• I wanted to meet more teachers. There weren't as many as I had hoped, likely because it was in the middle of a 

Hanging out

I was one of the panelists in EdSurge’s Live from SXSWEDU Hangout on Air about the current state and future of higher education. Betsy Corcoran from EdSurge moderated the panel; there were two other folks from Noodle and 2U. She asked questions about trends, quality of online courses, equity of access to courses, and who owns student data.

MOOC Keynote

Andrew Ng (Coursera) and Anant Agarwal (EdX) spoke about the history and future of MOOCs. 
  • Why have MOOCs exploded now? 
    • Students can take courses from the best professors at the best universities along with a community that supports each other
    • Social networking + video (YouTube) + expensive college
  • “I think that what our conception of a MOOC is may turn out to be wrong.” -Andrew Ng
  • “[Working with humanities professors has been] An inspiration to learn about different types of pedagogy.” -Ng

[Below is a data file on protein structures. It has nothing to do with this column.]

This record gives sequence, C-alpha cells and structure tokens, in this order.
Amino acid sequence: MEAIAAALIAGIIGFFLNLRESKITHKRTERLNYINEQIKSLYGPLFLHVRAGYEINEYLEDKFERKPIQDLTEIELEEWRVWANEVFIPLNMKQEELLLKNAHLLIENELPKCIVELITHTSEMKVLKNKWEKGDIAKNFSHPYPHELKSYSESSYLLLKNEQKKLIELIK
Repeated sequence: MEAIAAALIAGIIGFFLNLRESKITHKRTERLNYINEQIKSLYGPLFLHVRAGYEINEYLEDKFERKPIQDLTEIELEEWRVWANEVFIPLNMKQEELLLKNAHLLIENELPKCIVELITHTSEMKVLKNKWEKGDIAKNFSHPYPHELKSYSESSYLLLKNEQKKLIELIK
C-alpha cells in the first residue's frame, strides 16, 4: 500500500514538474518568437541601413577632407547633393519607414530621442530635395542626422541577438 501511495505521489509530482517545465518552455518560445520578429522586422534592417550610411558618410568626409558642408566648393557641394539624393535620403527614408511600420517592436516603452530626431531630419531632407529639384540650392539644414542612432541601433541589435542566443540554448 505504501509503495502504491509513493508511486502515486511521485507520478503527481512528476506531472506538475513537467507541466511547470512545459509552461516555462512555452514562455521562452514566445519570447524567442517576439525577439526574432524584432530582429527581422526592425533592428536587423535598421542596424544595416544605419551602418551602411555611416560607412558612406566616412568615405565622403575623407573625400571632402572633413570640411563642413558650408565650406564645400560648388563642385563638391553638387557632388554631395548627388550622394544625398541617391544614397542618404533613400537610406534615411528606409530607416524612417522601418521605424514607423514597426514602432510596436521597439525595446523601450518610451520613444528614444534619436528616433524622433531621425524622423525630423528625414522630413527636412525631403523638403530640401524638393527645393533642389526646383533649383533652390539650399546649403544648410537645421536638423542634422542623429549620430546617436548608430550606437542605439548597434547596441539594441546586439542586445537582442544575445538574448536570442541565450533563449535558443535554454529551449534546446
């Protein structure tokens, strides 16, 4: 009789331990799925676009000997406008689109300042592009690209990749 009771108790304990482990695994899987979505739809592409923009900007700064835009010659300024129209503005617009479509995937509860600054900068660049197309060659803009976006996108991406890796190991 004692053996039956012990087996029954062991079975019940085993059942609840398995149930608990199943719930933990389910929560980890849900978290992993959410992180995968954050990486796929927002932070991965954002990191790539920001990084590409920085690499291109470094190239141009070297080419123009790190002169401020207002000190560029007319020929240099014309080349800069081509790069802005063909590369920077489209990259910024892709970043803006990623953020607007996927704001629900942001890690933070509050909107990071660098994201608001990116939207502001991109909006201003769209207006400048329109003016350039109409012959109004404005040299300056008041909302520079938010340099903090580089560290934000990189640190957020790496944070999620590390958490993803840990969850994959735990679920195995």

• Will half of all colleges be bankrupt in 15 years? 
    • Ng: no. Espcially for weaker students, the relationship between professors and students is sacred
    • The real value in attending a top university is the interaction between students and with professors
    • Flipped classrooms will take over in the future
    • We’re shifting to a continuous-knowledge world; 4-year colleges will morph into 2, 3, 7, year colleges that we will use for the rest of our lives
  • The question of credit/accreditation: how is it evolving?
    • Students have been adding MOOC “letters of completion” to their resumes
    • Agarwal: Employers want skills, not credentials
    • Agarwal: The degree concept is starting to change
  • Why are most MOOCs semi-synchronous on a certain time frame? 
    • Cohort effect: students in the community can work on materials together
    • No deadlines: saw much lower traffic
    • Probably something in the middle will emerge
    • EdX courses leave the materials open after the course ends without certificates
  • At many universities, profs were rewarded for research, not for teaching (because research would have a bigger impact on the world). This is starting to change!

Thursday, April 18, 2013

Reviving the blog

A lot has changed in the three years since I posted last. I have been heavily involved in the MOOC trend that has swept through Silicon Valley (I would say that it's more grandiose than that, but I still encounter people who haven't heard of MOOCs). It's time to publish some thoughts about my MOOC philosophy, experiences, and experiments, if only to help refine my own perspectives.

In theory, there are people who are interested in reading what I write, and I hope will comment thoughtfully.